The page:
1894 – Union miners in Cripple Creek, Colo., begin what is to become a five-month strike that started when mine owners cut wages to $2.50 a day, from $3. The state militia was called out in support of the strikers — the only time in U.S. history that a militia was directed to side with the workers. The strike ended in victory for the union.
1904 – It took 1,231 firefighters 30 hours to put down The Great Baltimore Fire, which started on this day and destroyed 1,500 buildings over an area of some 140 acres.
1957 – Hockey players form the NHL Players Association in New York City after owners refuse to release pension plan financial information. The union was busted when owners transferred key activists, but it successfully re-formed 10 years later.
2008 – Thirteen workers are killed, 42 injured in a dust explosion at an Imperial Sugar refinery in Port Wentworth, Georgia. Investigators found that the company had been aware of dangers for years but had not acted on them.
1912 – Vigilantes beat IWW organizers for exercising free-speech rights, San Diego.
1917 – Wobbly activist Tom Mooney convicted in bombing frame-up orchestrated by Pinkerton Detective Agency. He was pardoned and released 22 years later.
1937 – Congress approves legislation allowing for a total of $940 million to be used for Depression-era relief projects, with $790 million intended to be used to fund work relief and flood recovery programs.
1950 – U.S. Sen. Joseph McCarthy falsely charges that the State Department is riddled with Communists. It seems that just about everyone else the Wisconsin senator didn’t like was a Communist as well, including scores of unionists. This was the beginning of “McCarthyism.” He ultimately was officially condemned by the Senate and died of alcoholism.
1961 – President Kennedy asks Congress to approve creation of the Medicare program, financed by an increase in Social Security taxes, to aid 14.2 million Americans aged 65 or older.
2000 – Some 19,000 Boeing engineers and technical workers in Washington state and Oregon begin what is to become a 40-day strike over economic issues.
1908 – The American Federation of Labor (AFL) founds the Building and Construction Trades Department as a way to overcome the jurisdictional conflicts occurring in the building and construction unions.
1963 – Eleven members of the Carpenters’ union in Reesor Siding, Northern Ontario are shot, three fatally, by independent local farmer-settlers who were supplying wood to a Spruce Falls Power and Paper Co. plant. Some 400 union members were attempting to block an outbound shipment from the plant. The action came as the company was insisting on a pay freeze and two months of seven-day-a-week work.
1973 – Forty workers are killed on Staten Island, N.Y., when a huge storage tank filled with liquefied gas explodes.
1903 – Five hundred Japanese and 200 Mexican laborers unite to fight the labor contractor responsible for hiring at the American Beet Sugar Co. in Oxnard, Calif. They ultimately win higher wages and the right to shop at stores not owned by the company.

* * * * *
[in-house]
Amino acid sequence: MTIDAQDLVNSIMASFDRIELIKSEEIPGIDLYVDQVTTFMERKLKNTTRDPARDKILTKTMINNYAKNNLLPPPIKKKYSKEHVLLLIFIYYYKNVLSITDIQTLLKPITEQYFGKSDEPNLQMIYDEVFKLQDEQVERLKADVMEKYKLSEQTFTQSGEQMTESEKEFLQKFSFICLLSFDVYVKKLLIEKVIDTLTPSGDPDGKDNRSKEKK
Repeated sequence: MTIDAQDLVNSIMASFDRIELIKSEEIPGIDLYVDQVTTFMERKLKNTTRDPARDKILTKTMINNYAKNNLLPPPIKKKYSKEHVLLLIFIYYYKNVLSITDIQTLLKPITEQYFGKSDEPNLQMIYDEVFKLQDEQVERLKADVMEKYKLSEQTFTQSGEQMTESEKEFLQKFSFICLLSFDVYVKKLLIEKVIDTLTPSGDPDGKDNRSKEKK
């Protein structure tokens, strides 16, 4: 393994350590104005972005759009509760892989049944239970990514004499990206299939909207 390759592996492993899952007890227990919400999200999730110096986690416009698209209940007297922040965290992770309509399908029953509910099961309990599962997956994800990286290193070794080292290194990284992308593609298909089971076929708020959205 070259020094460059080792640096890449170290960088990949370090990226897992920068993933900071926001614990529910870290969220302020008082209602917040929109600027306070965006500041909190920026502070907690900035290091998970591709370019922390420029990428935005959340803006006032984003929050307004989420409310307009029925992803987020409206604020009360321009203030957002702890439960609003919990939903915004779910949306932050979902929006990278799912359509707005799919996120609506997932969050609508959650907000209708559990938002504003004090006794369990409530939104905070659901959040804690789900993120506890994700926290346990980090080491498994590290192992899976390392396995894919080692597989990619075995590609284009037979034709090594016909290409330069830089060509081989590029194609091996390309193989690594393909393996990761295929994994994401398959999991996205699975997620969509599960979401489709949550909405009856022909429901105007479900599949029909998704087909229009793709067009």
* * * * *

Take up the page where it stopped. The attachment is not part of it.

1913 – Mary Harris “Mother” Jones is arrested while leading a protest of conditions in West Virginia mines. She was 83 years old at the time.
1913 – Fifteen thousand rubber workers strike in Akron, Ohio, protesting a speed-up.
1919 – The Seattle General Strike ends after six days. Some 65,000 workers struck for higher pay after two years of World War I wage controls.
1948 – “White Shirt Day” at UAW-represented GM plants. Union members are encouraged to wear white shirts, marking the anniversary of the 1936-1937 Flint sit-down strike that gave the union bargaining rights at the automaker. The mission: send a message that “blue-collar” workers deserve the same respect as their management counterparts. One of the day’s traditional rules: Don’t get your shirt any dirtier than the boss gets his. The 44-day strike was won in 1937 but the tradition didn’t begin until 1948, at the suggestion of Local 598 member Bert Christenson.
1968 – Some 1,300 sanitation workers begin what is to become a 64-day strike in Memphis, ultimately winning union recognition and wage increases. The April 4 assassination in Memphis of Martin Luther King Jr., who had been taking an active role in mass meetings and street actions, brought pressure on the city to settle the strike.
2011 – Wisconsin Gov. Scott Walker announces he will call out the National Guard, if necessary, to deal with any “unrest” among state employees in the wake of his decision to unilaterally end nearly all collective bargaining rights for the workers.
1818 – Abolitionist Frederick Douglass born into slavery near Easton, Md.
1880 – John L. Lewis, president of United Mine Workers of America and founding president of the CIO, born near Lucas, Iowa.
1865 – A national eight-month strike by the Sons of Vulcan, a union of iron forgers, ends in victory when employers agreed to a wage scale based on the price of iron bars — the first time employers recognized the union, the first union contract in the iron and steel industry, and what may be the first union contract of any kind in the United States.
2008 – Some 12,000 Hollywood writers return to work following a largely successful three-month strike against television and motion picture studios. They won compensation for their TV and movie work that gets streamed on the Internet.
(Compiled by David Prosten, founder of Union Communication Services)